In more sophisticated markets where cold-calling is not acceptable, a marketing executive that knows how to find and qualify good leads, manage customer relationship management (CRM) systems, and back up the initial customer qualification process with succinct marketing collateral, will be an invaluable member of your team in early months. Such a resource will enable your sales person to focus on what they do best – selling.

5. Get your pitch right for the UK

The pitch that your sales teams use in your home market may be different to the pitch that is relevant as a new entrant, in the new market.

Clients will have different expectations; the tender processes may be lengthier and more complex; and most importantly, the competitors may have shaped the way business has been pitched in the past.

As a new entrant you have an exciting opportunity to shake up the way things are done, but always be mindful that this does not mean you can use the best sales pitch practices from your home market and apply it in the same format in the new country. Also, sending in your best sales person from your home market to sell in the new market typically doesn’t work.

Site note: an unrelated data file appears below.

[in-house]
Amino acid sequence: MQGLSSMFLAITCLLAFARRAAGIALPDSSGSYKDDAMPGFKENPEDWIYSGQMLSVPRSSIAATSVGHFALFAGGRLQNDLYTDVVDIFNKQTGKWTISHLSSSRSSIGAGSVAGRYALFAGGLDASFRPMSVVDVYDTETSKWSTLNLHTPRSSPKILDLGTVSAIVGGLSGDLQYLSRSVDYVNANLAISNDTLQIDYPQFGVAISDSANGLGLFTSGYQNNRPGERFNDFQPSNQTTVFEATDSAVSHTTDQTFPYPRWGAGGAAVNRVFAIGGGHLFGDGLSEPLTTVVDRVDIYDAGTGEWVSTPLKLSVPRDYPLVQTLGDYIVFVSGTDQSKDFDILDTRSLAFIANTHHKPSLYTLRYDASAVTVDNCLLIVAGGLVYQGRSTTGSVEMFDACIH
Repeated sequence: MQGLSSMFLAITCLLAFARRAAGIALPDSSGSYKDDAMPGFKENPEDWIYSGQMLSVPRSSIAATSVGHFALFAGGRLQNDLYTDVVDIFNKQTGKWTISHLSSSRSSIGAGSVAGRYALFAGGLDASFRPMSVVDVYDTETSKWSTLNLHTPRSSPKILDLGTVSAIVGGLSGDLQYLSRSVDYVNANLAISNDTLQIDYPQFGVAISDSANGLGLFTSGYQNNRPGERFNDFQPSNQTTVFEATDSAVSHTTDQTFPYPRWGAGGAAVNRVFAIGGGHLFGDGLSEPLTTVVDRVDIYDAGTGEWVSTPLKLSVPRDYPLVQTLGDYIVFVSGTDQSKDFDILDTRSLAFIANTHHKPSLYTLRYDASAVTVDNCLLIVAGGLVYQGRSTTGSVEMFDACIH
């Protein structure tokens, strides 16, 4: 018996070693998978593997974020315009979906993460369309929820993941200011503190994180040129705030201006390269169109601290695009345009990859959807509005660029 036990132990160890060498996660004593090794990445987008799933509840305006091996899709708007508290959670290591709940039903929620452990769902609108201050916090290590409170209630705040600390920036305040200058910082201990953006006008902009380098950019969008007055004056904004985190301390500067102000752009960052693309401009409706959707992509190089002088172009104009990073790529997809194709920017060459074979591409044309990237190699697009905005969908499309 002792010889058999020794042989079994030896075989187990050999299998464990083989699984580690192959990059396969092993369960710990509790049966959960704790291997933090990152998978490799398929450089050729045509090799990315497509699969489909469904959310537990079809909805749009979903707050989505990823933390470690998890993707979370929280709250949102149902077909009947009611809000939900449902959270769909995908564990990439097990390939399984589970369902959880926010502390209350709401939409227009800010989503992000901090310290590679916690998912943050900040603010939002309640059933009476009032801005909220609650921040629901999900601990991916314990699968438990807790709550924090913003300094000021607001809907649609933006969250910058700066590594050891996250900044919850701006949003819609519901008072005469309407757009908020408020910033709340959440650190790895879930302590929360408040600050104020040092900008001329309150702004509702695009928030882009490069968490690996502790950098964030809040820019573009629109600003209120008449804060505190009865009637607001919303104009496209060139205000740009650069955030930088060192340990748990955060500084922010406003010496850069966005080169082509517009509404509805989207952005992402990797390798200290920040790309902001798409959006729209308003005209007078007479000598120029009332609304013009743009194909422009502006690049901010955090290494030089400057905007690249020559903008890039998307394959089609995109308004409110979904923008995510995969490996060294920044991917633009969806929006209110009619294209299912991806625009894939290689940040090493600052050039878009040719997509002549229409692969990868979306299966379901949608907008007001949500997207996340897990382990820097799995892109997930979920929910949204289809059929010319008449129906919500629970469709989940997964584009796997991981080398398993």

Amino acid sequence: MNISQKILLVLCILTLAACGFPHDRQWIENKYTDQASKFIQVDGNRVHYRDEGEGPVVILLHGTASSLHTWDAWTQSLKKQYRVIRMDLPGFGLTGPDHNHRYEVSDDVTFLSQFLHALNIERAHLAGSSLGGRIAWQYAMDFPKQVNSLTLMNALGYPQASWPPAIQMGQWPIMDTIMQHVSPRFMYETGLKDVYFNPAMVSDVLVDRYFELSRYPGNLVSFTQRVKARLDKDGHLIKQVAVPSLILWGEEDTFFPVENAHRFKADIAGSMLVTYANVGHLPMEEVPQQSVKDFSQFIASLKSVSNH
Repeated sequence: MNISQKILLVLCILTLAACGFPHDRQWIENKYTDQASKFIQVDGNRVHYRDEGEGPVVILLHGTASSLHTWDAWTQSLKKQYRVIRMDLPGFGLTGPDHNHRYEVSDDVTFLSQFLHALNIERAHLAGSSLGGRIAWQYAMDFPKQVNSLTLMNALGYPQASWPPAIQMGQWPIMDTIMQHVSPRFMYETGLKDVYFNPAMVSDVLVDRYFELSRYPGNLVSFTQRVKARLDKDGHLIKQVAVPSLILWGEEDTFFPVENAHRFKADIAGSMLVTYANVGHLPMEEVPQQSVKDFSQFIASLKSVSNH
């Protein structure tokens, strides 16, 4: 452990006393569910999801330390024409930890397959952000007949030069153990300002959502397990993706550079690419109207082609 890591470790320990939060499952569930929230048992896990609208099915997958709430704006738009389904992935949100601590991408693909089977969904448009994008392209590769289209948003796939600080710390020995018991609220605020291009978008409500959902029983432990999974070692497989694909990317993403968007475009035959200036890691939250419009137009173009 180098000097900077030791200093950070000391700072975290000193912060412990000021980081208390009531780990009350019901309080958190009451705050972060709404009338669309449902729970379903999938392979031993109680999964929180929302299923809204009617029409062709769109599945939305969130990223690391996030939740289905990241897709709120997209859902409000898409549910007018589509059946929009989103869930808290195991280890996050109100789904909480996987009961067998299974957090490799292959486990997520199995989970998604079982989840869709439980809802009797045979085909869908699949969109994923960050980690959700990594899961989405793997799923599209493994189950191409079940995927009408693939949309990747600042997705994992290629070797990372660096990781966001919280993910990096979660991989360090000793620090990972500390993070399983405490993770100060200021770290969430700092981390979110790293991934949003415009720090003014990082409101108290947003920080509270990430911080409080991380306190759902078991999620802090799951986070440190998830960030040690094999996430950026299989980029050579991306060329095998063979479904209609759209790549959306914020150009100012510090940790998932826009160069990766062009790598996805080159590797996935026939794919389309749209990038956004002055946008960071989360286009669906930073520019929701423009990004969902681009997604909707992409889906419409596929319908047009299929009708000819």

Instead choose a local sales person with good sector knowledge and experience who knows how to achieve results in the new market. The right local person, or team, will significantly fast-track your success and worth the investment.

Lastly, do be patient and be prepared: entering a new market and successfully developing healthy sales takes time.

It will probably not be possible to win contracts with many retailers in the first year, and some will possibly never buy from you. However, if you can gain a foothold in the first year, achieve a few small successes, or win one large account, this will enable you to build an even stronger sales case for the year ahead, demonstrating your market and business attractiveness, as well as your determination to be a long-term player in the new market.

May 22nd, 2018|Categories: International Expansion, Sales & Marketing|